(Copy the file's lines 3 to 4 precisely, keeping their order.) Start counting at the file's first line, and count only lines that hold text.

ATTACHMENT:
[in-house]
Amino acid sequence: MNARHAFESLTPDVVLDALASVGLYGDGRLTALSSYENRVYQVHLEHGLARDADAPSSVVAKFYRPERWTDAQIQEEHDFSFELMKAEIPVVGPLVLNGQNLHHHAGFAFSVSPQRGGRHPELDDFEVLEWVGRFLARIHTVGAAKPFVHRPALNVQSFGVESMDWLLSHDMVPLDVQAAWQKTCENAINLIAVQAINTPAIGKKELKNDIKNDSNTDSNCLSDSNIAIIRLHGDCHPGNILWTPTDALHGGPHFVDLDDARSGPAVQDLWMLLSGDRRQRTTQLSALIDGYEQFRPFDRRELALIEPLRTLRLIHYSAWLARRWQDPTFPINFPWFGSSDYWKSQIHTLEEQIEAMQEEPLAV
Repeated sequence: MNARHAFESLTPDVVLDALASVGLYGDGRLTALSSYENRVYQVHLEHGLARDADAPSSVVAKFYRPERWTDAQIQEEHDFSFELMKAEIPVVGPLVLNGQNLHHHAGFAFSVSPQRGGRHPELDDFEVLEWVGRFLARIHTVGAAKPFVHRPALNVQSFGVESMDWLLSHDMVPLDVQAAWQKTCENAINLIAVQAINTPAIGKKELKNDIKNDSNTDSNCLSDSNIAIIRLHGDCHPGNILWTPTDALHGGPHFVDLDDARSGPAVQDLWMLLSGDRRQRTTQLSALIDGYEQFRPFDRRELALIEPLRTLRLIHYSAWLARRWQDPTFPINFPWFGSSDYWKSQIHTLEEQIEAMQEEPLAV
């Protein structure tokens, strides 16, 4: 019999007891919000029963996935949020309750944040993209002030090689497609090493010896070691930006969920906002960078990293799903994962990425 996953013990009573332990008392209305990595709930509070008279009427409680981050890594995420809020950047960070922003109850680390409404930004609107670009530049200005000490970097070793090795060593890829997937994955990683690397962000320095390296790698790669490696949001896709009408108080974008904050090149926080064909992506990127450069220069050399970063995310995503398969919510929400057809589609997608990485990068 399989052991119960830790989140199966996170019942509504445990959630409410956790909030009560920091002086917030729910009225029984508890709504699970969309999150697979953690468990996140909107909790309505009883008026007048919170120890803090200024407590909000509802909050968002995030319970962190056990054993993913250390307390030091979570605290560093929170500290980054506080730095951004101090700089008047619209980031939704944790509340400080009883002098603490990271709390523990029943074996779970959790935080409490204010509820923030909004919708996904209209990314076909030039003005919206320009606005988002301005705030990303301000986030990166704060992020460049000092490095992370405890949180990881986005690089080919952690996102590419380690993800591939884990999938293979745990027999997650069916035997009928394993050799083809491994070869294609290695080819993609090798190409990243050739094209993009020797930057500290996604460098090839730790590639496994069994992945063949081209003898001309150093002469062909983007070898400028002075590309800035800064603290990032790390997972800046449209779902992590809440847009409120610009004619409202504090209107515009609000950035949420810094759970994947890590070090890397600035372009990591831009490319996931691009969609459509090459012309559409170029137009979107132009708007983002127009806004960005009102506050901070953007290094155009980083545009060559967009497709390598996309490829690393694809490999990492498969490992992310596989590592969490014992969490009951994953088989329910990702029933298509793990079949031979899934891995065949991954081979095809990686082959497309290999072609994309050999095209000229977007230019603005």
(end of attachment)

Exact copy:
Repeated sequence: MNARHAFESLTPDVVLDALASVGLYGDGRLTALSSYENRVYQVHLEHGLARDADAPSSVVAKFYRPERWTDAQIQEEHDFSFELMKAEIPVVGPLVLNGQNLHHHAGFAFSVSPQRGGRHPELDDFEVLEWVGRFLARIHTVGAAKPFVHRPALNVQSFGVESMDWLLSHDMVPLDVQAAWQKTCENAINLIAVQAINTPAIGKKELKNDIKNDSNTDSNCLSDSNIAIIRLHGDCHPGNILWTPTDALHGGPHFVDLDDARSGPAVQDLWMLLSGDRRQRTTQLSALIDGYEQFRPFDRRELALIEPLRTLRLIHYSAWLARRWQDPTFPINFPWFGSSDYWKSQIHTLEEQIEAMQEEPLAV
């Protein structure tokens, strides 16, 4: 019999007891919000029963996935949020309750944040993209002030090689497609090493010896070691930006969920906002960078990293799903994962990425 996953013990009573332990008392209305990595709930509070008279009427409680981050890594995420809020950047960070922003109850680390409404930004609107670009530049200005000490970097070793090795060593890829997937994955990683690397962000320095390296790698790669490696949001896709009408108080974008904050090149926080064909992506990127450069220069050399970063995310995503398969919510929400057809589609997608990485990068 399989052991119960830790989140199966996170019942509504445990959630409410956790909030009560920091002086917030729910009225029984508890709504699970969309999150697979953690468990996140909107909790309505009883008026007048919170120890803090200024407590909000509802909050968002995030319970962190056990054993993913250390307390030091979570605290560093929170500290980054506080730095951004101090700089008047619209980031939704944790509340400080009883002098603490990271709390523990029943074996779970959790935080409490204010509820923030909004919708996904209209990314076909030039003005919206320009606005988002301005705030990303301000986030990166704060992020460049000092490095992370405890949180990881986005690089080919952690996102590419380690993800591939884990999938293979745990027999997650069916035997009928394993050799083809491994070869294609290695080819993609090798190409990243050739094209993009020797930057500290996604460098090839730790590639496994069994992945063949081209003898001309150093002469062909983007070898400028002075590309800035800064603290990032790390997972800046449209779902992590809440847009409120610009004619409202504090209107515009609000950035949420810094759970994947890590070090890397600035372009990591831009490319996931691009969609459509090459012309559409170029137009979107132009708007983002127009806004960005009102506050901070953007290094155009980083545009060559967009497709390598996309490829690393694809490999990492498969490992992310596989590592969490014992969490009951994953088989329910990702029933298509793990079949031979899934891995065949991954081979095809990686082959497309290999072609994309050999095209000229977007230019603005």